Hospitality management students serve hand-tossed pizza in cafe 'lab'

April 16, 2008

By Lauren Schuchart

"I've always had a passion for pizza," said Jeff Boggie, chef instructor at Penn State's University Park campus. The pizza, offered at lunchtime in the School of Hospitality Management, has become a destination "must have" for many.

The pizza program in the School of Hospitality Management is a slice of a much larger curriculum that teaches students how to manage hospitality enterprises. In this class, students learn how to make handmade pies while learning the ropes of the pizza business.

Several years ago, "Chef Jeff," as students affectionately call him, took part in a three-day workshop run by a pizza expert from Chicago. He has been sharing that knowledge and passion with his students ever since.

"Chef Jeff is so adamant about pizza making. We have no choice but to be excited about it!" said Shannon Hawkins, a student majoring in hotel, restaurant and institutional management (HRIM).

Pizza is a staple on college campuses. So what makes the school's pizza so unique?

"It is rare to find pizza that is homemade and hand-tossed," said Boggie. "With our own signature dough and sauce, our pizza is only one of its kind. If you want it, you have to come to Cafe Laura to get it."

Cafe Laura, the school's restaurant and "living laboratory," gives students hands-on experience in the planning, marketing, preparation and service of the dining experience. Learning how to make pizza is a challenging, yet enjoyable, experience for students.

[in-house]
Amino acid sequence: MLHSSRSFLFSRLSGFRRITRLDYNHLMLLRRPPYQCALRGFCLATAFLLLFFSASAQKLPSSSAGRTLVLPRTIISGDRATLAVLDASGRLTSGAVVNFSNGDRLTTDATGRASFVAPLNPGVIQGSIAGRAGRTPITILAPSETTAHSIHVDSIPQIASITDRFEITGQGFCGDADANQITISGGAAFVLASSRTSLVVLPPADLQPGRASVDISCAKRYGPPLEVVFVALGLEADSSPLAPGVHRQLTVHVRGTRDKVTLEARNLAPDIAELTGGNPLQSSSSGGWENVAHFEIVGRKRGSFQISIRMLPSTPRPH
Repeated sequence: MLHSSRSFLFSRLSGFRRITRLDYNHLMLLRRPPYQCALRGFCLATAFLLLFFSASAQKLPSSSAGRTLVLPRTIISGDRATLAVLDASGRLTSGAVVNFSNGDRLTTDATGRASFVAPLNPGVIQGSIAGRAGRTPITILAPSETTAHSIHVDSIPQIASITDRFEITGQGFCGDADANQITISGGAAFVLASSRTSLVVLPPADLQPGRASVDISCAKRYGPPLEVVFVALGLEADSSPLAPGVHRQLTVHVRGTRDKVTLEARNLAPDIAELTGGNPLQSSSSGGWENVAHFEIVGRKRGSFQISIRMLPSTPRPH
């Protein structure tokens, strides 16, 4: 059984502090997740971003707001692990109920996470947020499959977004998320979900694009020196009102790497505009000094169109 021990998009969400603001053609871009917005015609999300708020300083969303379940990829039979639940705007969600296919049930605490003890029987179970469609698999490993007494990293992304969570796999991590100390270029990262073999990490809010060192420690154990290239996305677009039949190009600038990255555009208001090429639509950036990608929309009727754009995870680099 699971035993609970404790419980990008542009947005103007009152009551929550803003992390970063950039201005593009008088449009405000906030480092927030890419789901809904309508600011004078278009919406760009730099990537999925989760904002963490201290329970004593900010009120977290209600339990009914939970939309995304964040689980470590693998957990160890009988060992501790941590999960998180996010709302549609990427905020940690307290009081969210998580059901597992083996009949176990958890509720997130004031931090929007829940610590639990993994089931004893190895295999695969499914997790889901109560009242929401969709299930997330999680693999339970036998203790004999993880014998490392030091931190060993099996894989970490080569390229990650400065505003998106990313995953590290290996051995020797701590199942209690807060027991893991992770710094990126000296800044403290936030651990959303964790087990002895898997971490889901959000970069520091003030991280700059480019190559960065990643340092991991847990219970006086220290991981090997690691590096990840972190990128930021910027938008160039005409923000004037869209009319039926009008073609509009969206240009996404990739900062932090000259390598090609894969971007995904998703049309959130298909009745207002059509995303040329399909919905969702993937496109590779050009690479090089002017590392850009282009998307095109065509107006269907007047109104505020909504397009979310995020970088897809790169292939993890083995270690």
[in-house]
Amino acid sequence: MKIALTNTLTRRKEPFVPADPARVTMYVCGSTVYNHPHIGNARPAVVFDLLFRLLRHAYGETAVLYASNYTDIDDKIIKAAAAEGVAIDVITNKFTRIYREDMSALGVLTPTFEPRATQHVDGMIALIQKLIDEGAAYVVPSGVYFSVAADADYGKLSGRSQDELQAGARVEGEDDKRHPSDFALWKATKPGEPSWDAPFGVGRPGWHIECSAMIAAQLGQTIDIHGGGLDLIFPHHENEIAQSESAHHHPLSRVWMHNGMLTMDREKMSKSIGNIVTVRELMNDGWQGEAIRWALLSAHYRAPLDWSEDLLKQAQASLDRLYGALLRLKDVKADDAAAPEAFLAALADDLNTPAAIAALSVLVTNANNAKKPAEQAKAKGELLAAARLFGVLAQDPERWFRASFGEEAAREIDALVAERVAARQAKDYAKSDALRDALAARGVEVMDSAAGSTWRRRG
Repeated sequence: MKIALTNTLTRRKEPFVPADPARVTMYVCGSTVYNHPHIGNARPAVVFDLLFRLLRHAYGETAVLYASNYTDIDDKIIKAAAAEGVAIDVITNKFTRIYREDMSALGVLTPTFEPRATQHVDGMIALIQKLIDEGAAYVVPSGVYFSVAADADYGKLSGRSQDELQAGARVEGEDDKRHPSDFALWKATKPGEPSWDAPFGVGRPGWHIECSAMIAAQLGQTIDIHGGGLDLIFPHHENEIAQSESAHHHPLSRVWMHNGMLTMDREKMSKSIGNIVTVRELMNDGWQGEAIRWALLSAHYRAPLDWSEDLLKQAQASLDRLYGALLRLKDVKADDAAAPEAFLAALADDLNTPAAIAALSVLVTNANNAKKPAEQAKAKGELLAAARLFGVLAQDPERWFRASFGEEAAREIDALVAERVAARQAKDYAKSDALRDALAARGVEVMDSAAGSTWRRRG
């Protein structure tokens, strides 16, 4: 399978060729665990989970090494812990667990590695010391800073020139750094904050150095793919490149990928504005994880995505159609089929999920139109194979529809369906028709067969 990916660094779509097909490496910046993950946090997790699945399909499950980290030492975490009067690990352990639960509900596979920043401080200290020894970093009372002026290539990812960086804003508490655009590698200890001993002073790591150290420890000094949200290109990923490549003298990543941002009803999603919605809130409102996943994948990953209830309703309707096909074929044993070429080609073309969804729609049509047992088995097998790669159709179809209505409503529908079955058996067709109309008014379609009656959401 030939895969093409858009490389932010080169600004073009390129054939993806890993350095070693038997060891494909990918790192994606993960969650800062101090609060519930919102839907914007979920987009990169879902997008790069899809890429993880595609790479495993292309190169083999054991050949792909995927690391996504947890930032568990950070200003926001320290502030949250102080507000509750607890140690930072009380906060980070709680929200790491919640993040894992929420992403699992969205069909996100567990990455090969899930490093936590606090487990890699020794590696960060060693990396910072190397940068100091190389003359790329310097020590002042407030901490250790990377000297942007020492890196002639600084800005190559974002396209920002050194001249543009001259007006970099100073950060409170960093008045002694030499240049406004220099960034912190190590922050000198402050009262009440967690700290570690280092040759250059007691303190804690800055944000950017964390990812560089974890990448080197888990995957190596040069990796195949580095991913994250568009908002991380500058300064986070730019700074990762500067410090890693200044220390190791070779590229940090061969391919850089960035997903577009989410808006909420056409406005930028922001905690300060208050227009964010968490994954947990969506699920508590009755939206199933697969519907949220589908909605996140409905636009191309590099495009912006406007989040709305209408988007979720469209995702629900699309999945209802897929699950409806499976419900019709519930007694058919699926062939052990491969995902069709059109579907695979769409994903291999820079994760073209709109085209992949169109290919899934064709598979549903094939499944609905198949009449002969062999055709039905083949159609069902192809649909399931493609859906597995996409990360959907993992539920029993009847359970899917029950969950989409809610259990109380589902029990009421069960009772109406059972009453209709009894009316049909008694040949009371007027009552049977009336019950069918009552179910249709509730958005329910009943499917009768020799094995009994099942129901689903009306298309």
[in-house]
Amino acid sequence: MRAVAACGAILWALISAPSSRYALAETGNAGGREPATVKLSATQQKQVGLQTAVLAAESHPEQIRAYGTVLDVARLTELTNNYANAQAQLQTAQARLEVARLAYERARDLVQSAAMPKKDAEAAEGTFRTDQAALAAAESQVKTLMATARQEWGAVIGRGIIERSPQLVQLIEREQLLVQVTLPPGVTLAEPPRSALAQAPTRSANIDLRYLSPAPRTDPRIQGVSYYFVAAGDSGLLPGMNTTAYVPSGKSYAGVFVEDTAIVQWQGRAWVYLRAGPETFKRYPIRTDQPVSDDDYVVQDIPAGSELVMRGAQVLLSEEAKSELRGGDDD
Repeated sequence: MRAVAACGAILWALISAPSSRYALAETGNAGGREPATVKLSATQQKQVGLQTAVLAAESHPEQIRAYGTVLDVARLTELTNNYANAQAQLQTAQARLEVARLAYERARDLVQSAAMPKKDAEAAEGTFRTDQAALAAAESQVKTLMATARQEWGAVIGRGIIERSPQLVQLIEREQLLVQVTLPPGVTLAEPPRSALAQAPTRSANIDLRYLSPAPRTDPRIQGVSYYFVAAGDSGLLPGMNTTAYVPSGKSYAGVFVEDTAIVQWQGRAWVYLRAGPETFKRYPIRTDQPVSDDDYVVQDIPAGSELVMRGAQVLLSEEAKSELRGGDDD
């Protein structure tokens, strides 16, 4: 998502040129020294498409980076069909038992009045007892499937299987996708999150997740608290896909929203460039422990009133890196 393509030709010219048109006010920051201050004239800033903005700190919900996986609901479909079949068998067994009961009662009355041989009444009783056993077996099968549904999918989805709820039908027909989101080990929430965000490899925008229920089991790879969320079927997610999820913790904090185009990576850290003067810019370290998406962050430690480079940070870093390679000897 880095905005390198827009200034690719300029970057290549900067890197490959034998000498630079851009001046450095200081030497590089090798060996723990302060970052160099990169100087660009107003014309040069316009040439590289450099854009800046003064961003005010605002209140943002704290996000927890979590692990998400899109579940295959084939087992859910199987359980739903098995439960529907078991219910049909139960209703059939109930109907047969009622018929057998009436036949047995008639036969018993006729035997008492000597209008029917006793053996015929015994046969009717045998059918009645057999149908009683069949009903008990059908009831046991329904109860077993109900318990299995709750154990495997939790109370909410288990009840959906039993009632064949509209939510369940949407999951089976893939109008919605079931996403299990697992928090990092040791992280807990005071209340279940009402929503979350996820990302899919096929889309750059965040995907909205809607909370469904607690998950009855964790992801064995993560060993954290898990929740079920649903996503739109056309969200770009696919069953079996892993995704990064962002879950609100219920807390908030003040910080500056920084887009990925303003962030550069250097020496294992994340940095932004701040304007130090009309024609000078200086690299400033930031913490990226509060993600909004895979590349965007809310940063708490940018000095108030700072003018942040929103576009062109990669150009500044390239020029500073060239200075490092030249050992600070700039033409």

"Chef Jeff doesn't just tell us to do something, but he explains why each step is important in the larger picture," said Hawkins.

In addition to learning how to make the pizza, students also learn how to run and manage a successful business. According to Chef Jeff, the key ingredient is consistency.

"We experiment with the pizza over and over again until it is perfected. After that, the standardized recipe is given to students to make without variation," said Boggie. "Consistency is key in any food industry."

While consistency is very important, the managers at Cafe Laura don't want to stifle the students' creativity. Students can make suggestions as to what toppings are used on the pizza.

"We've come up with some pretty interesting combinations," said Jonathon Blose, a student majoring in HRIM. "I've made cheese steak, barbeque chicken, tomato-basil, white pizza, and meatballs. You name it, we've probably tried it."

In addition to learning how to run a pizza business, students learn vital lessons about the entire hospitality industry.

"We learn how to work together as a team. We'll have one person tossing and flattening the dough, while another person adds the toppings," said Blose. "Everyone's different; we have to be able to work with customers and coworkers, all coming from different experiences."

 As the pizza at Cafe Laura becomes more and more popular, customers wonder: what will the students serve up next?

"We are looking to grow into stromboli, calzones and stuffed pizza," said Chef Jeff. "This is just the beginning of what we can do."

  • Chef Jeff Boggie studied pizza making in Chicago and brought the lessons back to his Penn State students. For more photos, click on the photo above.

    IMAGE: Vivienne Wildes

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Last Updated November 18, 2010